Kathleen Wynne declares that Trudeau’s international reputation is tarnished
Earlier this morning, former Liberal Premier, Kathleen Wynne, was discussing Justin Trudeau’s blackface incident on Moore in the Morning on News 1010. During this conversation, Wynne stated that through Trudeau’s actions, he was now “tarnished in terms of [his] international reputation.”
Wynne also mentioned that Trudeau’s blackface was “very worrisome … people outside of the country are seeing this as a huge deal because it is a big deal, it’s a very big thing.”
The Trudeau government will be reducing government revenue by $3-6 billion in order to cut taxes by roughly $25 per month for working Canadians.
According to a motion tabled by Finance Minister Bill Morneau, Ottawa will increase the personal income tax exemption by $2,000, to $15,000.
The proposed amendment to the Income Tax Act would ensure that Canadians who make under $147,000 a year would pay no taxes on the first $15,000, with benefits being spread out over four years.
Interestingly, given the wording of the motion, a dual-income family earning nearly $300,000 would receive the full tax cut.
While some wealthy Canadians would receive the cut, nearly 1.1 million Canadians would pay no tax at all as a result of the increase.
Based on the government’s own estimates, implementing the cut will cost government revenues of $3 billion in the first year, rising to $6 by 2023.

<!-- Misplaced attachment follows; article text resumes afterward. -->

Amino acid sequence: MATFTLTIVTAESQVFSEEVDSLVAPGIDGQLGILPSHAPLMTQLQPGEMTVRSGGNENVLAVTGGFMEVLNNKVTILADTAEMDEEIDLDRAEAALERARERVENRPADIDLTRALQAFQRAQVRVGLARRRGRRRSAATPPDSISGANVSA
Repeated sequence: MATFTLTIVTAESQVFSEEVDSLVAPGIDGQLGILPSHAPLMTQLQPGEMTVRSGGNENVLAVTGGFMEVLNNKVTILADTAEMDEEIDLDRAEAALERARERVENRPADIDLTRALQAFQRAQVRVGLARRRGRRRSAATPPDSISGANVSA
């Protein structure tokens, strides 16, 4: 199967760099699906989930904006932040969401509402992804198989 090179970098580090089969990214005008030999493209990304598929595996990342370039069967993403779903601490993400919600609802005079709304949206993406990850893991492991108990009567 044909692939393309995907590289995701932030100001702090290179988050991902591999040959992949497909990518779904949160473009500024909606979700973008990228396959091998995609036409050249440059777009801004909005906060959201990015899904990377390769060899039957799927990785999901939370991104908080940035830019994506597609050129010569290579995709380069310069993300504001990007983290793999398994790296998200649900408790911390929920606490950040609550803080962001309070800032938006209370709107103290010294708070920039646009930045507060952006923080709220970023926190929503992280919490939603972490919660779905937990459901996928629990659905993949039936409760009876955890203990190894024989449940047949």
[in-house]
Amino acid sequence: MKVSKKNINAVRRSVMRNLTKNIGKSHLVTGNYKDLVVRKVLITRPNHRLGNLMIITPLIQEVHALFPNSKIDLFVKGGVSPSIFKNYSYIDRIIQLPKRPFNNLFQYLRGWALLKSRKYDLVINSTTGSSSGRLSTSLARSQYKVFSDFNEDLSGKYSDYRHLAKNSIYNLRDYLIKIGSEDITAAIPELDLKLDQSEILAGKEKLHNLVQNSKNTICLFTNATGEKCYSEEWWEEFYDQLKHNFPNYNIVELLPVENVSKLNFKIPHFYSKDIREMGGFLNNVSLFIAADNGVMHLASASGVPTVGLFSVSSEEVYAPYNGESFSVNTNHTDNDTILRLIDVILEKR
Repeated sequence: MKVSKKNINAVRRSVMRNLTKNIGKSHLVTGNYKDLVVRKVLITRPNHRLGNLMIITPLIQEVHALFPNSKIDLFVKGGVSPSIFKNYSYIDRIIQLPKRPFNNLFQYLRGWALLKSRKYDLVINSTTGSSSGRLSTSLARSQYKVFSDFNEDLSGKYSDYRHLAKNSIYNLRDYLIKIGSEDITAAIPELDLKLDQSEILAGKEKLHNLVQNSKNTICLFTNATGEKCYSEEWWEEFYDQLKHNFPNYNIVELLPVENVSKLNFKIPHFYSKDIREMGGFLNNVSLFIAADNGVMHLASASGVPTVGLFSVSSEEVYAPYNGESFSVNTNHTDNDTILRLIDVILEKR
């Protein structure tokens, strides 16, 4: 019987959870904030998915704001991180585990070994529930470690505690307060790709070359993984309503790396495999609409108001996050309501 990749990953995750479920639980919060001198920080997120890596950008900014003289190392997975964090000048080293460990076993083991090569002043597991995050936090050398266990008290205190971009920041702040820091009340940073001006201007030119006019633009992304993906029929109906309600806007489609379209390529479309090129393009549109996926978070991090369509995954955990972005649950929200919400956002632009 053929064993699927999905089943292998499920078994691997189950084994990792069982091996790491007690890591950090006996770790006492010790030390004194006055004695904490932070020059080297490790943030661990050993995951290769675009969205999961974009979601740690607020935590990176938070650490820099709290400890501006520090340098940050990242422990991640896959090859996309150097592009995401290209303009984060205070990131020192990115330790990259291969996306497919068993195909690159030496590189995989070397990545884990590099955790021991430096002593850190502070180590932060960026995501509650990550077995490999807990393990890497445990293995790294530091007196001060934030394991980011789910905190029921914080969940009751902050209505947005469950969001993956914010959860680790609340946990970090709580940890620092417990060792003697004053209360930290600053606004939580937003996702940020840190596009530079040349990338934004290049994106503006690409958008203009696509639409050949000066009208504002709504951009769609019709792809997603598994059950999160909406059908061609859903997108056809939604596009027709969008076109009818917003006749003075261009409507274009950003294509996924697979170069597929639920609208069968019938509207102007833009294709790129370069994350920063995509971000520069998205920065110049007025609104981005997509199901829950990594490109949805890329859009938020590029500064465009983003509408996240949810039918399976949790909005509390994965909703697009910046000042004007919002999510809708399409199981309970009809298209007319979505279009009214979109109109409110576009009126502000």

While any tax cuts will be sure to be received well by Canada’s rather overtaxed population, especially when you look at the average tax rates across our southern neighbour, the timing of the cut may worry deficit hawks.
As of now, Canada is on track to hit a $27.4 billion dollar annual deficit, multiple times higher than what the Trudeau government promised, and on track to balance no sooner than two decades from now.
With 22 years needed to balance, according to the nation’s Finance Department, Canada could be in a problematic situation should a global recession occur.
The items available on Amazon get weirder every year.
You can now purchase a Justin Trudeau Mr. Dress-Up colouring book from the online platform, and join in the PM’s famous and sometimes disastrously controversial love for costumes.
The book includes some of Trudeau’s most known costume choices, including Aladdin in blackface.
Trudeau has notably worn blackface more times than he can remember, including at least three times where video or photos have leaked.
While the content of the book is designed for children colouring, most will likely buy it as a conversation piece to keep around the house.
Conservative finance critic Pierre Poilievre slammed the minority Liberal government and the media at a Sunday press conference in Ottawa, where he called on Finance Minister Bill Morneau to come up with a plan to “restart” the sagging Canadian economy that shed 71,000 jobs last month.
“Others here in the bubble, inside Ottawa, might be fascinated by the palace intrigue of leadership politics,” replied Poilievre to a reporter’s question about his party leader Andrew Scheer’s viability at the Conservative helm.
“But if you’re one of those 71,000 people who just lost your job in November, you probably couldn’t care less.”
Poilievre and the Opposition Conservatives are calling for on Morneau, “to present an urgent fall economic update to salvage Canada’s teetering economy.”
Last week, Statistics Canada posted the worst one-month job loss numbers in the country for a decade as 71,000 additional people were out of work for November 2019. This included 18,000 in British Columbia and 18,000 in Alberta. It was especially terrible news for Alberta as it has already shed more than 150,000 jobs since Prime Minister Justin Trudeau first took office in 2015.
According to the Carleton MP, whose riding is on the outskirts of the “Ottawa bubble”, the update should come with “major tax cuts for entrepreneurs and workers, so they can spend and invest and get out economy moving again.”